Joe Biden’s officials have been temporarily banned from meeting with social media company executives due to what the judge agreed appeared to be a “massive” effort to censor dissent on Covid vaccines. The Telegraph has more.
A judge backed claims that the U.S. President’s administration, including the White House, had engaged in a “massive” attempt to stop Americans questioning the efficacy of vaccines online.
The injunction came after it was revealed last month that U.K. ministers set up a Counter-Disinformation Unit, which was used to target lockdown critics and those questioning the mass vaccination of children.
The U.K. Government used an artificial intelligence firm to monitor social media sites and flag opposition to vaccine passports.
Prosecutors in the Republican states of Louisiana and Missouri brought the case and accused the federal Government of being involved in a “censorship enterprise“.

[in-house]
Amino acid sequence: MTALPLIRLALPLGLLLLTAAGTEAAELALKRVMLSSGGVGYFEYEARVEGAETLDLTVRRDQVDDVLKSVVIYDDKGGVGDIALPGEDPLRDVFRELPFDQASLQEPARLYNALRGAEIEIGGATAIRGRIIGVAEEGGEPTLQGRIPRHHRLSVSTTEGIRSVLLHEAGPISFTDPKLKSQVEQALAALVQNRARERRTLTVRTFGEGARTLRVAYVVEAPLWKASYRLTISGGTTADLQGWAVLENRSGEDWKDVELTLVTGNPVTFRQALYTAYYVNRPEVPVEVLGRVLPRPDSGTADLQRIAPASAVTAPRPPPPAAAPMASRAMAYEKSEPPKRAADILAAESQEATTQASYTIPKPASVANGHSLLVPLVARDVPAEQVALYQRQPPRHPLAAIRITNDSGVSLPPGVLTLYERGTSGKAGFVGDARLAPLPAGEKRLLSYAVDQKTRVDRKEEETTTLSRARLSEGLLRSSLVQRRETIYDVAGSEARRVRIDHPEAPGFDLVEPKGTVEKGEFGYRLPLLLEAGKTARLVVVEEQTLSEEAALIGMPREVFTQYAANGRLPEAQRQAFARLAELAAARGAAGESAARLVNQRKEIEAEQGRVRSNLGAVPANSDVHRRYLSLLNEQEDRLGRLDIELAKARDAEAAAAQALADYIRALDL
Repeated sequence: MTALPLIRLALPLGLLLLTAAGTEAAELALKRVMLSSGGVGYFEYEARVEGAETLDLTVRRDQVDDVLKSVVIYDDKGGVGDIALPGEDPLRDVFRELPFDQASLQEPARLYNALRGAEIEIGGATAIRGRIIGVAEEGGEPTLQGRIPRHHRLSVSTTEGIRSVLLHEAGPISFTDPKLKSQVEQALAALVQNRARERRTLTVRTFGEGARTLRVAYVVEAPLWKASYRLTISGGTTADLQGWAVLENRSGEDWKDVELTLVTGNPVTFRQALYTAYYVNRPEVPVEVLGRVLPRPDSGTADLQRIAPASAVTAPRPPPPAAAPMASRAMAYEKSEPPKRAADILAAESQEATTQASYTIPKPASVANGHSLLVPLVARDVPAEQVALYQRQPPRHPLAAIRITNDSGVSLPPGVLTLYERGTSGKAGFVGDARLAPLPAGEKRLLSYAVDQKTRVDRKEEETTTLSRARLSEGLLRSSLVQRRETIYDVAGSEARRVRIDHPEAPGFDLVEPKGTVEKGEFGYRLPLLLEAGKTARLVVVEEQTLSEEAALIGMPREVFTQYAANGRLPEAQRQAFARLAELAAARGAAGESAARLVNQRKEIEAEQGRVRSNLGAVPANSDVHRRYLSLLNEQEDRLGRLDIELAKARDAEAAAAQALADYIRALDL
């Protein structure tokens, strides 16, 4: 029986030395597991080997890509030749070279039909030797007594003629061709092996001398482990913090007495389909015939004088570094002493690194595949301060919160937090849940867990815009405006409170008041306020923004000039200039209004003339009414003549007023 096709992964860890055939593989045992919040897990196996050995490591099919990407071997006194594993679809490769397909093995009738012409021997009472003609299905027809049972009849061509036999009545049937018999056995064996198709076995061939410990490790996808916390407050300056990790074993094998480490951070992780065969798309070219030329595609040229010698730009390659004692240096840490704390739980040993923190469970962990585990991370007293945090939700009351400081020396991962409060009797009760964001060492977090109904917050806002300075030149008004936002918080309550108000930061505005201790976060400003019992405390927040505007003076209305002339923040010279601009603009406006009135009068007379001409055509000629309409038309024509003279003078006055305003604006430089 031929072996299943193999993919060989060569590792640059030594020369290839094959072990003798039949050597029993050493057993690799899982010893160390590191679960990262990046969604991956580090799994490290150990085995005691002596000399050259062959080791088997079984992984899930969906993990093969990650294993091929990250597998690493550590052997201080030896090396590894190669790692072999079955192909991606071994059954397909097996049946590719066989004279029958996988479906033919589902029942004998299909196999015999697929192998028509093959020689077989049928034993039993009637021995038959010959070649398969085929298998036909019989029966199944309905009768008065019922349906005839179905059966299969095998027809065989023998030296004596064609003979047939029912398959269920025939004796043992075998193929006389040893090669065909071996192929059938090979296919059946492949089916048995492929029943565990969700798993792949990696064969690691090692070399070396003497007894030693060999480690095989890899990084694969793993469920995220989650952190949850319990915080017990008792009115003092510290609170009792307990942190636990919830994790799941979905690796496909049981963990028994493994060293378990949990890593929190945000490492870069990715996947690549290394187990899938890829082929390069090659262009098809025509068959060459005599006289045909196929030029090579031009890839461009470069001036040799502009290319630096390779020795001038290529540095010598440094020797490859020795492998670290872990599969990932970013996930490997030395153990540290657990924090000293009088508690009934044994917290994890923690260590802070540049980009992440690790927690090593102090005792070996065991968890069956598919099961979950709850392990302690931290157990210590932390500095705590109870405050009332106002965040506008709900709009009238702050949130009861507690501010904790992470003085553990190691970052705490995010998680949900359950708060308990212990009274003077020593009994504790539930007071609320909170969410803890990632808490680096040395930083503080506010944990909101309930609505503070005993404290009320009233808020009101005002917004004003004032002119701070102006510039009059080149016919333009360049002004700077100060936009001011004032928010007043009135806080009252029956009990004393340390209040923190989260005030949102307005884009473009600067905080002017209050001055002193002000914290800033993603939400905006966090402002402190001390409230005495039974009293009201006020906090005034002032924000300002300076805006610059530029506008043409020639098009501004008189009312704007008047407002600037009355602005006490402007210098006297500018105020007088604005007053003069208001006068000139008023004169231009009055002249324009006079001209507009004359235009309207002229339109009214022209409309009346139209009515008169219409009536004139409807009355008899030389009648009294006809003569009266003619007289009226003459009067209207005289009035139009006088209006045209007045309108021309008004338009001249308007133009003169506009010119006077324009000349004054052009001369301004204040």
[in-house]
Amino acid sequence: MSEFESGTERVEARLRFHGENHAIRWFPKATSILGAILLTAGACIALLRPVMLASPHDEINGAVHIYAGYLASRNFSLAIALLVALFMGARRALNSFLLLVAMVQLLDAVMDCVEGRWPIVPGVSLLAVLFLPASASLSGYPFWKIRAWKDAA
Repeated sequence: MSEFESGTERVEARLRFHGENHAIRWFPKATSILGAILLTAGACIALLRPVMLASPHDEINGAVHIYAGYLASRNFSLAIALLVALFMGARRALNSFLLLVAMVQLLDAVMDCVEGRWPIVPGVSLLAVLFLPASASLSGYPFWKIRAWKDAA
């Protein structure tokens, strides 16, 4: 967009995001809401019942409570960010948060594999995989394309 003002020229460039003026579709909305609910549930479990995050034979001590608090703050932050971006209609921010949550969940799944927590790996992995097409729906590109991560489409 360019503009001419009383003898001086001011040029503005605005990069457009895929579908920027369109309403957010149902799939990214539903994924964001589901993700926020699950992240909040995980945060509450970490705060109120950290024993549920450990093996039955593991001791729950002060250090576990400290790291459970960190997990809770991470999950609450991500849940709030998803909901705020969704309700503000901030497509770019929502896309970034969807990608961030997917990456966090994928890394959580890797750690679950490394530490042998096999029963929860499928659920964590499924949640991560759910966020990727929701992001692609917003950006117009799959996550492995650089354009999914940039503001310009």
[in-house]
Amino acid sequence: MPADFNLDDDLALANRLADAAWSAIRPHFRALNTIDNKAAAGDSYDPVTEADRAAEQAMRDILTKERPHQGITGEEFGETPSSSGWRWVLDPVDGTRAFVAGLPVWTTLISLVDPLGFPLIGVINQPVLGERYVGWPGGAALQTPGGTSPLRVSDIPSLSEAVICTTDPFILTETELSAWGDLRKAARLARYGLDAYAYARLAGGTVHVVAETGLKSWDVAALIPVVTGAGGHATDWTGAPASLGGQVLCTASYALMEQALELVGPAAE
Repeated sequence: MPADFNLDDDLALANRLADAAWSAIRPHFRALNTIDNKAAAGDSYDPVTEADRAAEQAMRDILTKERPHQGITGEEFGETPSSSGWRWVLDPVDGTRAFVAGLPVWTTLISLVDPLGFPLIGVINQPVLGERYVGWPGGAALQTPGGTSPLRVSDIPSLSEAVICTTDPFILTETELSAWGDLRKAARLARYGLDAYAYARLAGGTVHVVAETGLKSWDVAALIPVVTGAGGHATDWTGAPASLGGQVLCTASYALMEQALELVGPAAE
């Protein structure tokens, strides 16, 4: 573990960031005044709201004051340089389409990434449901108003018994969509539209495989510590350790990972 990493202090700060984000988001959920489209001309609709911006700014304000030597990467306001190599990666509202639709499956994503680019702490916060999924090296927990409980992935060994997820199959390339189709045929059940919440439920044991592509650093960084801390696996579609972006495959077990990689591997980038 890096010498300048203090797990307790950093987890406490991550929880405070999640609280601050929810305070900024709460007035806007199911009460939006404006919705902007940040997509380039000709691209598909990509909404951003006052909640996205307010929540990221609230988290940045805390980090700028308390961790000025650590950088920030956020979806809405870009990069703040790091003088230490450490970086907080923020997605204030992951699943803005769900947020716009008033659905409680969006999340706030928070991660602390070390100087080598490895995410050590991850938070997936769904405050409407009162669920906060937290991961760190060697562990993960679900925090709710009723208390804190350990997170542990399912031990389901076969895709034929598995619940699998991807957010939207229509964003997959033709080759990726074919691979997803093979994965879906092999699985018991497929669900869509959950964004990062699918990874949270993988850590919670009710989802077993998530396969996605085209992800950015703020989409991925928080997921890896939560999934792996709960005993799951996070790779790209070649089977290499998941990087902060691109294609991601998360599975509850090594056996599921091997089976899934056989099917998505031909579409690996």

They claimed that the Biden administration violated the First Amendment by trying to block social media users exercising their right to free speech.
Thousands of communications between Government officials and technology companies during the pandemic have been collected and presented in the court case, which is known as Missouri v. Biden.
Judge Terry Doughty, who was appointed during the Donald Trump administration, issued an injunction which stops Mr. Biden’s officials talking to social media companies about “protected speech”.
In his ruling, the judge banned Government departments from contacting social media companies for “the purpose of urging, encouraging, pressuring or inducing in any manner the removal, deletion, suppression or reduction of content containing protected free speech”.
A final ruling in the case has yet to be made by the judge.
In the injunction, he said that the Attorneys General from Louisiana and Missouri had “produced evidence of a massive effort by defendants, from the White House to federal agencies, to suppress speech based on its content”.
Social media and other technology companies have in the past communicated regularly with the Government, including during elections and in the pandemic.
In his injunction, the judge said there could still be communication if the Government needed to issue warnings about a national security or criminal threat.